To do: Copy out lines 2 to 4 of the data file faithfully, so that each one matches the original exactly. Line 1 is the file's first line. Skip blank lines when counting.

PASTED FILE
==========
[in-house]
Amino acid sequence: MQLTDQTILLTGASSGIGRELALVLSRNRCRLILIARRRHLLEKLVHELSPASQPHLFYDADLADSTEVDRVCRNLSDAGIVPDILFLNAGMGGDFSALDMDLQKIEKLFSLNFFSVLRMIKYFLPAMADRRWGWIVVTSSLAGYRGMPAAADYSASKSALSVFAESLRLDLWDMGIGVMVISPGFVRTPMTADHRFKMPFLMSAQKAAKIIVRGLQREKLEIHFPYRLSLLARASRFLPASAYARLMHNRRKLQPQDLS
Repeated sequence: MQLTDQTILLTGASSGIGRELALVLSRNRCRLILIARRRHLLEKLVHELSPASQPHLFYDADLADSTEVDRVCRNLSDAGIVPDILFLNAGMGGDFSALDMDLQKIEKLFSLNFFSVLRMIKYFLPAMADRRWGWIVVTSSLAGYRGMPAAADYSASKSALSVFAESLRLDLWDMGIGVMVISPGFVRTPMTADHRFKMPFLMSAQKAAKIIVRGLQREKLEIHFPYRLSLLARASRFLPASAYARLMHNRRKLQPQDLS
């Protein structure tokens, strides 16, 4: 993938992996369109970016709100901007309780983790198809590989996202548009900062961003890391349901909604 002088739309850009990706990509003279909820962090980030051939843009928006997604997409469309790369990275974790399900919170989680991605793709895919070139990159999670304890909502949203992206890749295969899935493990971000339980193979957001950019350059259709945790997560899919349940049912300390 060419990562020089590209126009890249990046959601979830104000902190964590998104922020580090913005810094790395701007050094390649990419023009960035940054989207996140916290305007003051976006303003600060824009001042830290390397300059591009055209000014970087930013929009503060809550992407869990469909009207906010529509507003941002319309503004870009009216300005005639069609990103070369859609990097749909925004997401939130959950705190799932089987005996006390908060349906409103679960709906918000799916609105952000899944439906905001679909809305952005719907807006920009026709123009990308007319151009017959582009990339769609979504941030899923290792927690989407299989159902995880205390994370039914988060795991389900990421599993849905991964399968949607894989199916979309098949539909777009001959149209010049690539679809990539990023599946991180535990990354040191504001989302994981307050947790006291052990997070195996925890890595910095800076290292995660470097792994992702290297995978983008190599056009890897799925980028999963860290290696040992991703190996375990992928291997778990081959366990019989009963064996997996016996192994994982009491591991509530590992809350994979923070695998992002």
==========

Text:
Amino acid sequence: MQLTDQTILLTGASSGIGRELALVLSRNRCRLILIARRRHLLEKLVHELSPASQPHLFYDADLADSTEVDRVCRNLSDAGIVPDILFLNAGMGGDFSALDMDLQKIEKLFSLNFFSVLRMIKYFLPAMADRRWGWIVVTSSLAGYRGMPAAADYSASKSALSVFAESLRLDLWDMGIGVMVISPGFVRTPMTADHRFKMPFLMSAQKAAKIIVRGLQREKLEIHFPYRLSLLARASRFLPASAYARLMHNRRKLQPQDLS
Repeated sequence: MQLTDQTILLTGASSGIGRELALVLSRNRCRLILIARRRHLLEKLVHELSPASQPHLFYDADLADSTEVDRVCRNLSDAGIVPDILFLNAGMGGDFSALDMDLQKIEKLFSLNFFSVLRMIKYFLPAMADRRWGWIVVTSSLAGYRGMPAAADYSASKSALSVFAESLRLDLWDMGIGVMVISPGFVRTPMTADHRFKMPFLMSAQKAAKIIVRGLQREKLEIHFPYRLSLLARASRFLPASAYARLMHNRRKLQPQDLS
């Protein structure tokens, strides 16, 4: 993938992996369109970016709100901007309780983790198809590989996202548009900062961003890391349901909604 002088739309850009990706990509003279909820962090980030051939843009928006997604997409469309790369990275974790399900919170989680991605793709895919070139990159999670304890909502949203992206890749295969899935493990971000339980193979957001950019350059259709945790997560899919349940049912300390 060419990562020089590209126009890249990046959601979830104000902190964590998104922020580090913005810094790395701007050094390649990419023009960035940054989207996140916290305007003051976006303003600060824009001042830290390397300059591009055209000014970087930013929009503060809550992407869990469909009207906010529509507003941002319309503004870009009216300005005639069609990103070369859609990097749909925004997401939130959950705190799932089987005996006390908060349906409103679960709906918000799916609105952000899944439906905001679909809305952005719907807006920009026709123009990308007319151009017959582009990339769609979504941030899923290792927690989407299989159902995880205390994370039914988060795991389900990421599993849905991964399968949607894989199916979309098949539909777009001959149209010049690539679809990539990023599946991180535990990354040191504001989302994981307050947790006291052990997070195996925890890595910095800076290292995660470097792994992702290297995978983008190599056009890897799925980028999963860290290696040992991703190996375990992928291997778990081959366990019989009963064996997996016996192994994982009491591991509530590992809350994979923070695998992002």